best way to have a "balanced" crank

Discussion in 'Spare Parts, Tools & Product Developement' started by jaguar, Mar 1, 2011.

  1. jaguar

    jaguar Well-Known Member

    With the low power output of engines not ported to scream higher than 7000 rpm I think the following idea would work for a balanced crankshaft/flywheel.

    Even if you imbalance the crank to offset the downward force of the piston,wrist-pin/upper-con-rod you have created a front/rear vibration due to the lessened weight around the quarter of the flywheel where the connecting rod connects to it. The only solution to this is lightening the piston/wrist-pin/rod so that the holes close to where the rod connects to the flywheels can be very minimal. Since a low rpm engine doesn't impose very high forces on the connecting rod or wrist pin or piston then these three can be lightened.

    To somewhat test this idea without taking the crank out I lightened my piston and it did work somewhat. Before I could only rev up to 26mph (26" bike with std gearing) due to vibration but after the mod the engine vibration existed only between 24 and 28mph and I was able to rev out to go 31mph on flat streets with no vibration.
    Next I need to take everything apart, lighten the rod and wrist pin, and then add weight to the flywheels where it was previously removed so that it matches the newly lightened parts.

    If I can prove this method works better than the old method (leaving the piston/pin/rod the same weight) then maybe some company can sell balanced "sets" that are superior to anything previous.

  2. Dave C

    Dave C Member

    There are some threads dealing with balancing. It seems that the Chinese decided during the developement of the 66cc motor that it would be OK to just use the 49cc crank and bore it out and stroke it by moving the crank pin location. It's madly out-of-balance stock. You can spend the money to get a auto machine shop to do the job. I have a contact in So Cal that is a genius machinest. I'm just waiting for summer when I can get another motor to modify, maybe my BGF motor will last that long :p
  3. jaguar

    jaguar Well-Known Member

    Yeah but what I'm proposing is a new approach for weak motors. Instead of worrying about balancing the weight of the parts moving up and down, just lighten those parts so less flywheel imbalance is necessary to offset the up/down weight/force. For existing flywheels more weight would probably have to be added to the flywheels instead of taken away. But I can't confirm that until I get mine apart.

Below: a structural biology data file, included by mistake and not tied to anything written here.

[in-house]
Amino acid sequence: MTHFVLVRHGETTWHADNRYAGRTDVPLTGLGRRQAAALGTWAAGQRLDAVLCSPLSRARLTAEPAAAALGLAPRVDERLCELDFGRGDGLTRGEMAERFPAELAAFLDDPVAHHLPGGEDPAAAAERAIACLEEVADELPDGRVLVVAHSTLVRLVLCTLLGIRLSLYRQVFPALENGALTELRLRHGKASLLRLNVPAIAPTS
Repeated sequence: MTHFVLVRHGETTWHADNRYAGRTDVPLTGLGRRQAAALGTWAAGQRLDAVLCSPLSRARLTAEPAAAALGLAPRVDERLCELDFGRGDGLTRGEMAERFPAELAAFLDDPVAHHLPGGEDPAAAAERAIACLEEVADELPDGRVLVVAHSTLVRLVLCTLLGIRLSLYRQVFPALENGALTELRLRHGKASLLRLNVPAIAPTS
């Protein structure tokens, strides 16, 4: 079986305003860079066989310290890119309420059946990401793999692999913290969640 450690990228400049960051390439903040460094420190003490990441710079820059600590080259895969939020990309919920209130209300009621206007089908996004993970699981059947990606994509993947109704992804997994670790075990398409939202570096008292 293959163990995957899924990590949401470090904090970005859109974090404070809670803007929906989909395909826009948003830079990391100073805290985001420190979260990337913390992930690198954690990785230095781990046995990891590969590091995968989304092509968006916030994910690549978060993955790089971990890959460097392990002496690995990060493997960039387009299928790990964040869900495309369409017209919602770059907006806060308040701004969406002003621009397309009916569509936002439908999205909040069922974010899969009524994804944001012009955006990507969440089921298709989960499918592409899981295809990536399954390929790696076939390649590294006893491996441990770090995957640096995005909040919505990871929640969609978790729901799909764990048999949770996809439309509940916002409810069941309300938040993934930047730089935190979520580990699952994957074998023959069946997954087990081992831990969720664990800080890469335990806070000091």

Ideally the connecting rod should be replaced by one fabricated from a lighter material.
    Last edited: Mar 1, 2011
  4. jaguar

    jaguar Well-Known Member

    To better understand this topic here is some info on it:

    A single cylinder engine produces three main vibrations. In describing them, it will be assumed that the cylinder is vertical.
    Firstly there would be an enormous vibration produced by the change in momentum of the piston, wrist pin, and connecting rod once every revolution. Nearly all single-cylinder crankshafts incorporate balancing weights to reduce this. [Removing metal from the flywheels close to where the connecting rod pivots has the same effect as putting additional weight on the flywheels opposite of the same area.]
    While these weights can balance the crankshaft completely, they cannot completely balance the motion of the piston, for two reasons. The first reason is that the balancing weights have horizontal [front/back] motion as well as vertical motion, so balancing the purely vertical motion of the piston by a crankshaft weight adds a horizontal vibration.
    Additionally, the piston travels faster in the top half of the cylinder than it does in the bottom half, while the vertical motion of the crankshaft weights is equally sinusoidal. The vertical motion of the piston is therefore not quite the same as that of the balancing weight, so they cannot be made to cancel out completely.
    Secondly, there is a vibration produced by the change in speed of the piston. The crankshaft will tend to slow down as the piston speeds up and absorbs energy and to speed up again as the piston gives up energy in slowing down at the top and bottom of the stroke. This vibration has twice the frequency of the first vibration and absorbing it is one function of the flywheel.
    Thirdly, there is a vibration produced by the fact that the engine is only producing power during the power stroke. In a two-stroke engine it will have the same frequency as the first vibration. This vibration is also absorbed by the flywheel.